Our Websites

Terry's Art - Art from TW

Terry's paintings, his artwork, what is available and what has sold

A Royal Signals Sergeant

The story of Rowland Bott & his army pals of the Royal Signals, serving in Egypt & Palestine during, and just after, WW2.

Spode History

A History of the Spode Pottery Manufacturer by Pam Woolliscroft (née Bott)

Spode ABC

A Spode ABC. A companion to the Spode History blog. All about the world famous pottery manufacturer.

Potbank Dictionary

A record and explanation of those strange words, such as blunger, saggar makers bottom knocker, and jomuk, that were, at one time, very common in English district known as the Potteries. Many of the words and phrases are dying out as potbanks close or manufacturing  methods change.

Scan the QR Code

The Potteries Bottle Oven

Huge brick-built bottle ovens and kilns, integral to a pottery factory and essential in pottery manufacture, were once the dominant feature of the Potteries landscape. At their peak, around 2,000 existed in the City of Stoke-on-Trent. In 2019 fewer than 50 remain standing complete with their bottle-shaped chimney.

Last Bottle Oven Firing in the Potteries 1978

The last bottle oven to be fired in the Potteries was kindled on Tuesday 29 August 1978, now known as Potteries Bottle Oven Day. The traditional and time-honoured skills of firing the oven were recorded. The event was organised by Gladstone Pottery Museum, Longton, Stoke-on-Trent.

History of  Gladstone Pottery Museum

Rescued from the bulldozer in March 1971 Gladstone is home to the most important group of bottle ovens remaining in the UK. Gladstone Pottery Museum in Longton, Stoke-on-Trent, is a restored potbank from the days when coal-burning bottle ovens made the world's finest pottery.  There are five magnificent, towering ovens in this unique setting - the multi-award winning, industrial museum of the pottery industry. If you are visiting Stoke-on-Trent then go to Gladstone first and you'll find out what the Potteries is all about.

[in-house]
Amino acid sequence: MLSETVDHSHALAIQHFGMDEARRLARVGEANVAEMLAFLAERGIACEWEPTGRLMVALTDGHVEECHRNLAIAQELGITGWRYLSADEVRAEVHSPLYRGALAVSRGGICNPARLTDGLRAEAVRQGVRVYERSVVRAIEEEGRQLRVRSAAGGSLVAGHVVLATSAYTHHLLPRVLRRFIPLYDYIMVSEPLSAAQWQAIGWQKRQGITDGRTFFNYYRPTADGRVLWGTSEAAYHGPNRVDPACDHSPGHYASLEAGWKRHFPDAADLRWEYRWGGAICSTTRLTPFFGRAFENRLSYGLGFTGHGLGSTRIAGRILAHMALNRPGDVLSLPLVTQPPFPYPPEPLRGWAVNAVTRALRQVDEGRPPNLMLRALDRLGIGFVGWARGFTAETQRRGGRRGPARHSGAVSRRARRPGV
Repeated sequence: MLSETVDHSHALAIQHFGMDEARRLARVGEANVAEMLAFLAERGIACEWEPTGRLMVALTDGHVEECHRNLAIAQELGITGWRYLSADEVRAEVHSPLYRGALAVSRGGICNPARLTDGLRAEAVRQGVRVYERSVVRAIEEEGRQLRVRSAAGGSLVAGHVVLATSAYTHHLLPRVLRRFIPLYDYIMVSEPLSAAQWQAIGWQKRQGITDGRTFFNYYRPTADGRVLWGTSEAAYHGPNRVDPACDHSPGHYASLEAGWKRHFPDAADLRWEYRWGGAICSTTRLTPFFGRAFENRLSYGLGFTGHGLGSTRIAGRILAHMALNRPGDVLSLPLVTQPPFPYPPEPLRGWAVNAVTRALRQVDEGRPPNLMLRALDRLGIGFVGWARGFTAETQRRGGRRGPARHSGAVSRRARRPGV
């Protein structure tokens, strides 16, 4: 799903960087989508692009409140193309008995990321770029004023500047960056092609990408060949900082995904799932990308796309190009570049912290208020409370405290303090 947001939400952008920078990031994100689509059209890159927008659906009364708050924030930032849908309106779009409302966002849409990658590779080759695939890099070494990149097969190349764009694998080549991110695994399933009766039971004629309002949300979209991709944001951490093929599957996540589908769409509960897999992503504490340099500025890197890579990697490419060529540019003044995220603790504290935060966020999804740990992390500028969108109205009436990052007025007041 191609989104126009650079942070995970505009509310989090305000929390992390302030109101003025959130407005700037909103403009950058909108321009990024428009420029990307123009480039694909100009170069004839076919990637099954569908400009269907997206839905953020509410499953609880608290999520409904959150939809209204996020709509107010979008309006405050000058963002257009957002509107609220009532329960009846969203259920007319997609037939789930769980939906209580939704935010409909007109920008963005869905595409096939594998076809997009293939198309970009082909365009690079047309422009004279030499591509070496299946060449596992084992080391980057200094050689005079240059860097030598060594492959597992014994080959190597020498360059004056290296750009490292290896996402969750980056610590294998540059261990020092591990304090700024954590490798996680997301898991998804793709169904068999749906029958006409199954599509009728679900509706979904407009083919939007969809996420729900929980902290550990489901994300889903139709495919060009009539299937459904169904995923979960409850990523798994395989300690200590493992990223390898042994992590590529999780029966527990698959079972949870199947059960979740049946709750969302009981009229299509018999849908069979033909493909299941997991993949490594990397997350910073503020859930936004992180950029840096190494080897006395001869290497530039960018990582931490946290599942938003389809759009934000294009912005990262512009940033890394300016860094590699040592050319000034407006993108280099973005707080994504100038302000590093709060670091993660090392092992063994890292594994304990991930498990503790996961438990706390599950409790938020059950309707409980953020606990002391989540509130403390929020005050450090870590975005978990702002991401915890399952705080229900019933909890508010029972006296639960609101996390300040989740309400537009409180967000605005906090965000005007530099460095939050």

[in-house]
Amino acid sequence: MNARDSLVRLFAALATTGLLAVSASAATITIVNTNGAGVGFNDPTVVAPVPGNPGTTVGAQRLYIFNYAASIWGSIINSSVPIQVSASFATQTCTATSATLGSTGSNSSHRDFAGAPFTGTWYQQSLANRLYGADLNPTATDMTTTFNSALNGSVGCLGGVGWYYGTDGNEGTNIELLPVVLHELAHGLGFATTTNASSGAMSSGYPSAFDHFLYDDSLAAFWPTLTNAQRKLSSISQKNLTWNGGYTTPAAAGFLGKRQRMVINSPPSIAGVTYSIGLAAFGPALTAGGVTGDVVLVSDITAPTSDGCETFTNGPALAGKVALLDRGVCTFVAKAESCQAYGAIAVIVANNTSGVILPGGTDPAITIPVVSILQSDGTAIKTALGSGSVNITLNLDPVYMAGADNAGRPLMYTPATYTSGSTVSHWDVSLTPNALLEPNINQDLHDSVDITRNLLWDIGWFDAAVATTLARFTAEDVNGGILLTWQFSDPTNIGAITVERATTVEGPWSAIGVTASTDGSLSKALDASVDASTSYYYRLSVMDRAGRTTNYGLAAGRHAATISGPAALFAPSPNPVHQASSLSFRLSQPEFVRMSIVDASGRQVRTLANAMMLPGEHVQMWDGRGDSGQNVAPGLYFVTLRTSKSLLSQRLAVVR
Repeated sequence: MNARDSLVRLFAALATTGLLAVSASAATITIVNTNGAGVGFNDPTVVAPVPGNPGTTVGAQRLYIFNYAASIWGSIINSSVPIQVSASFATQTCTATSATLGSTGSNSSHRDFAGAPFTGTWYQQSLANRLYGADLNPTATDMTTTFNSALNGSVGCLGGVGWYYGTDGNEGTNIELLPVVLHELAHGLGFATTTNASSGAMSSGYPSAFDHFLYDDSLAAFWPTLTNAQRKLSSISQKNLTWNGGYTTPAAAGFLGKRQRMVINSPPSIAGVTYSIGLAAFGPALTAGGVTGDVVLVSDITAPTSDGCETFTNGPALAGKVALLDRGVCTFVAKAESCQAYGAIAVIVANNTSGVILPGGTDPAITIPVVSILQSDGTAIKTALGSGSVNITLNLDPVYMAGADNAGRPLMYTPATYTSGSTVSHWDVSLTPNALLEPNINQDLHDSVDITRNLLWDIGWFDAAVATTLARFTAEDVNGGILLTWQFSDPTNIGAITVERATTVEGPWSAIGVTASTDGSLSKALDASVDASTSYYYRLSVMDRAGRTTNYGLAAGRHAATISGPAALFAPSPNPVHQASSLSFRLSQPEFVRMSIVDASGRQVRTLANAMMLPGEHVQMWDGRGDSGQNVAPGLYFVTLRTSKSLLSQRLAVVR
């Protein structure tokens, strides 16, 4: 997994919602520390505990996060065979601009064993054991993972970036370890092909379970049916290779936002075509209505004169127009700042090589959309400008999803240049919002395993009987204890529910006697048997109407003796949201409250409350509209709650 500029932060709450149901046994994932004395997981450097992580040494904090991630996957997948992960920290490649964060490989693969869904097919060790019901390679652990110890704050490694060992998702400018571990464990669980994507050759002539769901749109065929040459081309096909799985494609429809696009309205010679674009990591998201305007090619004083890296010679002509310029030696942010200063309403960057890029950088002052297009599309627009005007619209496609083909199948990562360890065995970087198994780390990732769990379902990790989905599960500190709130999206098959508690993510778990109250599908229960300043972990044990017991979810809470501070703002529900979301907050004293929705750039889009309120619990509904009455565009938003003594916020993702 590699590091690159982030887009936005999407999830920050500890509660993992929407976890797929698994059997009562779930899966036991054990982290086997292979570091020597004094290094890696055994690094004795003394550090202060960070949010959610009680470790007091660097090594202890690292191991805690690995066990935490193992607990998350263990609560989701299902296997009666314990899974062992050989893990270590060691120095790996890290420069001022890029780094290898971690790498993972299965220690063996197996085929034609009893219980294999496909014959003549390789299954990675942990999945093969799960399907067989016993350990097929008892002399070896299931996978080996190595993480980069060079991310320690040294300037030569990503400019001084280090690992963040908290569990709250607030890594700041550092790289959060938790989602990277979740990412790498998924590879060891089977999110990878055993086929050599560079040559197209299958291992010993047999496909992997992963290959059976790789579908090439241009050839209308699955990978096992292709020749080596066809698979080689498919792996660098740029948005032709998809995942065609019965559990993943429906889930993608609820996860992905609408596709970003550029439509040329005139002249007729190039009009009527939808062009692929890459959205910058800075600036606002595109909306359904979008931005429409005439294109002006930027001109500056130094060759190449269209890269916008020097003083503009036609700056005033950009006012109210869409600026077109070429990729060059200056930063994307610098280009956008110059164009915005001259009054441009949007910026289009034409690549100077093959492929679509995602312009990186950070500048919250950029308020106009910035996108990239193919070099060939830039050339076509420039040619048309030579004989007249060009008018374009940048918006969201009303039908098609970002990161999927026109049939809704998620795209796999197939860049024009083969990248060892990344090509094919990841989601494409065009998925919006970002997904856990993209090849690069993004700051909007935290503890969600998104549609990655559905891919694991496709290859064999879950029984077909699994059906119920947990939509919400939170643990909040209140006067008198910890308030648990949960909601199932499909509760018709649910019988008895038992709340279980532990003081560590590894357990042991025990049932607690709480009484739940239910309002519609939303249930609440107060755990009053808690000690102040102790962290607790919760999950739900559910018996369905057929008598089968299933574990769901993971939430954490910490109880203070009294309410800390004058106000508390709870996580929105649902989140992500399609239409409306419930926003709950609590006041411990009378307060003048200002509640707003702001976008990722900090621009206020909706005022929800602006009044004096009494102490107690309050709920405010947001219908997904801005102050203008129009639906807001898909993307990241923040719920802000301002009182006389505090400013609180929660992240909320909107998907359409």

History of the North Staffordshire Symphony Orchestra

The NSSO is one of the oldest orchestras in the world, founded in 1904 by the 25 year old John Cope and his mentor Madame Marie Reymond. This blog has been created to supplement the well-regarded history of the orchestra, written by Kathy Niblett in 2004, in celebration of the orchestra's centenary.

North Staffordshire Symphony Orchestra 

A humble beginning in Burslem, Stoke-on-Trent, in 1904. Today, the North Staffordshire Symphony Orchestra plays four symphony concerts each season in venues in Stoke-on-Trent and Newcastle-under-Lyme. The orchestra was formed in 1904 by the local young musician, John Cope who had recently returned to the Potteries from Munich where he had been studying the organ with Josef Rheinberger. He was encouraged to establish the orchestra by his former teacher and mentor, Madame Marie Reymond.

History of Twyfords

The Twyford family has been associated with the manufacture of pottery in North Staffordshire since the 17th Century. In 1849 Thomas Twyford established his factory in Hanley, Stoke-on-Trent, manufacturing sanitary pottery and metal fittings. During the 20th Century the Twyford brand became a household name in British public life. And, through organic and well-managed expansion, it became a major force in sanitaryware production in three more of the world's continents. The company blossomed in South Africa, India and Australia, bringing bathrooms, the principles of hygiene, and much needed employment to their peoples. Today, Twyfords is a shadow of its former self. It is now part of the Geberit Group, headquartered in Switzerland. This blog was created to record and recognise the great achievements of the company during its long and remarkable history.

Gunnera Watch

Watch how this Gunnera manicata, located in the North Staffordshire Moorlands of England, grows and changes.

An English Garden

In the cool Staffordshire Moorlands we have a garden in wet conditions. This makes for a short growing season particularly for flowers which are my passion. It is, though, a delight to be able to grow herbaceous plants which love wet and damp conditions. An English Garden